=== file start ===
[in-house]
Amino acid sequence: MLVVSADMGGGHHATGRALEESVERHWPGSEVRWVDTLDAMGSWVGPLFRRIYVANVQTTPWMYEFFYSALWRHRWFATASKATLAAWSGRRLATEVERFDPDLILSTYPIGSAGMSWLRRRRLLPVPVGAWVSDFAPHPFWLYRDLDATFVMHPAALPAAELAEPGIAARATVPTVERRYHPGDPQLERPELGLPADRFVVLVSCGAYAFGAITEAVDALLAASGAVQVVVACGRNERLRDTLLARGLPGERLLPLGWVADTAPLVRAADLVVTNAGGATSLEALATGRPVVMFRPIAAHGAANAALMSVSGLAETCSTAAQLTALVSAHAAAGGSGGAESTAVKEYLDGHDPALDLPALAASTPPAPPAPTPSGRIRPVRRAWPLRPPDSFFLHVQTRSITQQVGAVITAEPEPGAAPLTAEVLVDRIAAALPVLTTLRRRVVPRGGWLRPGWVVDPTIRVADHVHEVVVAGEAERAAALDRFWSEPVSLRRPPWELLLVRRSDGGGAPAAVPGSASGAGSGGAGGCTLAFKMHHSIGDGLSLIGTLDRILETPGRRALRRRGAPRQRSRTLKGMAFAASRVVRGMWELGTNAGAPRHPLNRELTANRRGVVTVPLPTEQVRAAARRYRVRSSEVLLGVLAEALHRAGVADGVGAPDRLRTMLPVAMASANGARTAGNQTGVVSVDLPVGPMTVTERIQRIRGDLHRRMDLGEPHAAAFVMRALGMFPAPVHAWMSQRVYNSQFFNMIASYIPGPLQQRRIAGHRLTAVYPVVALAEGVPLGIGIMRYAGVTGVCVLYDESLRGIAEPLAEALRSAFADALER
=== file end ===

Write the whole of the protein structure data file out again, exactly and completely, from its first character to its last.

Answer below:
[in-house]
Amino acid sequence: MLVVSADMGGGHHATGRALEESVERHWPGSEVRWVDTLDAMGSWVGPLFRRIYVANVQTTPWMYEFFYSALWRHRWFATASKATLAAWSGRRLATEVERFDPDLILSTYPIGSAGMSWLRRRRLLPVPVGAWVSDFAPHPFWLYRDLDATFVMHPAALPAAELAEPGIAARATVPTVERRYHPGDPQLERPELGLPADRFVVLVSCGAYAFGAITEAVDALLAASGAVQVVVACGRNERLRDTLLARGLPGERLLPLGWVADTAPLVRAADLVVTNAGGATSLEALATGRPVVMFRPIAAHGAANAALMSVSGLAETCSTAAQLTALVSAHAAAGGSGGAESTAVKEYLDGHDPALDLPALAASTPPAPPAPTPSGRIRPVRRAWPLRPPDSFFLHVQTRSITQQVGAVITAEPEPGAAPLTAEVLVDRIAAALPVLTTLRRRVVPRGGWLRPGWVVDPTIRVADHVHEVVVAGEAERAAALDRFWSEPVSLRRPPWELLLVRRSDGGGAPAAVPGSASGAGSGGAGGCTLAFKMHHSIGDGLSLIGTLDRILETPGRRALRRRGAPRQRSRTLKGMAFAASRVVRGMWELGTNAGAPRHPLNRELTANRRGVVTVPLPTEQVRAAARRYRVRSSEVLLGVLAEALHRAGVADGVGAPDRLRTMLPVAMASANGARTAGNQTGVVSVDLPVGPMTVTERIQRIRGDLHRRMDLGEPHAAAFVMRALGMFPAPVHAWMSQRVYNSQFFNMIASYIPGPLQQRRIAGHRLTAVYPVVALAEGVPLGIGIMRYAGVTGVCVLYDESLRGIAEPLAEALRSAFADALER